The foundation of a formal interview outfit is:

  • A two button, single breasted suit with notch lapels on the jacket in either charcoal or navy.
  • A pair of black closed lace oxford dress shoes.
  • A pair of over the calf dress socks that match your suit’s trousers.
  • A matching black leather belt.
  • A conservatively colored barrel cuffed dress shirt.
  • A conservatively colored silk tie.

This is going to be a more value-focused guide geared towards young adults entering the professional market but I will also include budget alternatives to the more expensive pieces for college students strapped for cash. I will not include budget alternatives for things such as socks because entry-level quality there won’t break the bank and it’s better to be set on those from the jump and then upgrade your suit and shoes later. If you believe those be at an exorbitant price you’d be absolutely wrong but you can look towards the second-hand market for alternatives. There is a specific objective with this guide, which is to maximize the probability of you getting a job or client. That means the primary focus is going to be on not fucking up as opposed to looking like a GQ model. This guide is very valuable because, if followed correctly, it can directly affect your income. This guide is only applicable to you if companies in your field expect you to wear a suit during the interview process. Generally speaking, this means jobs in banking, finance, and law. If you wear a suit to a carpentry interview, for example, you will look ridiculous. If you are unsure of the formality of your interview ask your recruiter beforehand. A good rule of thumb is to dress one step above what the employees are wearing. If you are extremely overweight you may experience some difficulty with the garments suggested. I’ll try to update this semiannually but if there are any dead links go ahead and shoot me an email at juansloan@damnfire.com and I’ll get to fixing them.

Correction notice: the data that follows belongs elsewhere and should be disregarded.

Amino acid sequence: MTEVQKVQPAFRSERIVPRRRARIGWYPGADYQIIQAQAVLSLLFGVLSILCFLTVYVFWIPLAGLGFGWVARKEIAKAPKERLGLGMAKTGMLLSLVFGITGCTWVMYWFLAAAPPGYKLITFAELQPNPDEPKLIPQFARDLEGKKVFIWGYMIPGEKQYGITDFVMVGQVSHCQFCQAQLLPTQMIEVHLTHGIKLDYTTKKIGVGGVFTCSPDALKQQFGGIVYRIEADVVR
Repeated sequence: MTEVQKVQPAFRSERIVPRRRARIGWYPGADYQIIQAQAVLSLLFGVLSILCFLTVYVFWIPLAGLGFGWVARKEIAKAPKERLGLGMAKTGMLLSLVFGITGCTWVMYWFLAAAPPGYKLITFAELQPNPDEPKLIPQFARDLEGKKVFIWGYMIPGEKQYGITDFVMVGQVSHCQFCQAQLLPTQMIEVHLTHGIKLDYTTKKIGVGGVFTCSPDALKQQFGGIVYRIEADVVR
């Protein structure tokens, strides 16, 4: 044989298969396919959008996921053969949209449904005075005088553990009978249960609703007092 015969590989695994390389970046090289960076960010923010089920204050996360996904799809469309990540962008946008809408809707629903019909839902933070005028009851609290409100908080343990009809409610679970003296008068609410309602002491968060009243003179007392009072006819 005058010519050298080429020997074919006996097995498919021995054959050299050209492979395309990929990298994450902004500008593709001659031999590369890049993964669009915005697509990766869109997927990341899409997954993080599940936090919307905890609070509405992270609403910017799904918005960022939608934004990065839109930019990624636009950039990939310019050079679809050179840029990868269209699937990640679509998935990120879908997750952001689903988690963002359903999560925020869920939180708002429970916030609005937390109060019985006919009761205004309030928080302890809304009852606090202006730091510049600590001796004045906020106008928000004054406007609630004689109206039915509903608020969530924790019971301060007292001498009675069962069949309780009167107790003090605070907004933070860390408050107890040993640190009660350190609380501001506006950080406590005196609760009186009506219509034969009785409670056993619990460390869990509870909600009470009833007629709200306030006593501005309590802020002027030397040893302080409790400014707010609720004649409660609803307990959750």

As always, none of these links are affiliate links. I’m a Personal Stylist, not a blogger or affiliate author. No sponsorship or kickback nonsense is involved here either.

The Suit

What we’re aiming for is a suit that’s at least half-canvassed with wool sourced from a decent mill that doesn’t look cheap. We also want to pay for the quality of the suit and not the brand name. We have three really good options at the entry level: J. Crew, Spier & Mackay and Suit Supply. The problem with Suit Supply is their suits have functional buttons at the cuff which makes tailoring them much more expensive. So that leaves us with J. Crew and Spier & Mackay. The Spier & Mackay suit has everything the J. Crew Ludlow line has and more for almost $100 less. J. Crew uses a wool/elastane mix while Spier & Mackay is 100% Super 120 wool. Spier & Mackay also has a sous bras on the inner armhole to protect it from sweat which J. Crew doesn’t. Spier & Mackay is the clear winner.